The History of Buchan St John No. 636.
As best we know it!

Since time passes on each moment of the day these following pages will always be considered as being

WORK IN PROGRESS.

As we have 125 years of history to tell, this section of the site has become a significant amount documentation. To aid you (the browser), we have broken it down into managable time periods. They are as up-to-date as of February 2004 (the date of our official 125th).These may be accessed by clicking on the appropriate time periods below. These individual documents still constitute a subsantial ammount of data but will be opened in a separate window for you to browse or print as you see fit. To return to this window just close the time period window.


Information to assist in the understanding of our history!

Since this history goes way back - for those in the rest of the world outside the U.K. and those in the U.K. who cannot recall what transpired on the 21st February 1971, the following may either clarify (or confuse) the way that some monetary values are expressed in this document.
On the above noted date the U.K. notionally accepted the fact that decimalised currency was needed to allow the rest of the world to simply equate Pounds Sterling (£) to other currencies.
Before that we attempted to rule the World by confusing everyone - using a duodecimal method of handling smaller denominations than the Pound (£).
We had, in those days, Pounds (denoted as now by "£"), Shillings (Whole Shillings denoted in the form "1/-", or some other number), and Pennies (Which had, for some unknown reason, connotations back to the old Roman coinage of Dinares) a "d" following them.
We therefore have the case where a sum of "Seven Pounds, eight Shillings and nine Pennies" would be written as £7/8/9d.
Hopefully that will explain the format of the written currency within the document.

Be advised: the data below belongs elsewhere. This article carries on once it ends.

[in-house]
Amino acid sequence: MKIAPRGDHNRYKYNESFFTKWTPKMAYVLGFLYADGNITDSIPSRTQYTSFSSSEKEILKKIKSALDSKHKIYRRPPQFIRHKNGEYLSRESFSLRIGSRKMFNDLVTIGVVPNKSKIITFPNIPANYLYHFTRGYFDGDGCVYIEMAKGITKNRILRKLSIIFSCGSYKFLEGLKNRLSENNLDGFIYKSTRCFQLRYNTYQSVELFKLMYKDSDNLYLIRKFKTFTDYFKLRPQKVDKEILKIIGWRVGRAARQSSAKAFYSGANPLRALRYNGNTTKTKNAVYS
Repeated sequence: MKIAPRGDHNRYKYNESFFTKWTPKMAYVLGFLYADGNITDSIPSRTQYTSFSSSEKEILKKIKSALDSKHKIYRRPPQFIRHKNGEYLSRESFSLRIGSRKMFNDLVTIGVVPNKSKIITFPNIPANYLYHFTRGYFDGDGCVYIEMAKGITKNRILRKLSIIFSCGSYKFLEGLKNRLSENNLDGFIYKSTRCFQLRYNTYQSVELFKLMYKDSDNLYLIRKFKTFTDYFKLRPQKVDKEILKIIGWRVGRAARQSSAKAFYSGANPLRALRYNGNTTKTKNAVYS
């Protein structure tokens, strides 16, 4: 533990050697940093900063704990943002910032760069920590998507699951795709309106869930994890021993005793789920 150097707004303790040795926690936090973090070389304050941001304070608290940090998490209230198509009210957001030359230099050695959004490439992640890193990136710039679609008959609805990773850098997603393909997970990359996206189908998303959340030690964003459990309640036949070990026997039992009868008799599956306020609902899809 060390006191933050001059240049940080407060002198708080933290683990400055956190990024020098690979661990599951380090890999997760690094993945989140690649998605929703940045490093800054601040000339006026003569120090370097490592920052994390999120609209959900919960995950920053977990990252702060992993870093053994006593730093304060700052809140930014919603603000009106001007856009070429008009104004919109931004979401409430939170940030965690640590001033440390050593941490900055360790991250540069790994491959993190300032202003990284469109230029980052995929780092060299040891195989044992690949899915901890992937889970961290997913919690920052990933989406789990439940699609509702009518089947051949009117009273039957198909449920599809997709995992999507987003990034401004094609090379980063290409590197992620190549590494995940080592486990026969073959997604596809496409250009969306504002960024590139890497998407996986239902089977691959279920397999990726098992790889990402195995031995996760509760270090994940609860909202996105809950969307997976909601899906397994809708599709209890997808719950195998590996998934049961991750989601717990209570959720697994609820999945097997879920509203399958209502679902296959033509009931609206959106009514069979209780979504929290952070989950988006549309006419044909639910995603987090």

For those of you who wish to take calculating values of currencies further, the following should really cause consternation - it certainly seemed to during the time that it was being utilsed - and all visitors to this country seemed to be totally bemused by it when asked to discuss costs of items.
Starting from the smallest denomination being used at the time, there was a quarter of a penny (known as a Farthing) - so it was possible to note a price for an item that was shown as 6¼d., 6½d. or 6¾d. O.K. further to that, to move up demoninations, one Shilling was consituted from twelve pennies (1/- = 12d.) and to move up the last step, One Pound was constitued from twenty Shillings (£1 = 20/-) or (£1 = 240d).
On 21 February 1971 the UK made the bold move of revaluing our base unit of the new currency (the Pence) to be worth 2.4 Old Pennies! (Although no governmental body will admit it, we here in the UK felt that we experienced an overnight and one-shot 240% inflation - but that's another story.)
Overnight we had one hundred "Pence" to the "Pound" and we are told the rest of the world breathed a sigh of relief and sacked half of its international Accountants.
It is left to your undoubted mathematical skills for you to work out exchange rates and convert any old currency value in this document into your local currency. Please don't forget to include any currency inflation (or deflation?) over the 125 year period if trying to compare prices in todays economies.


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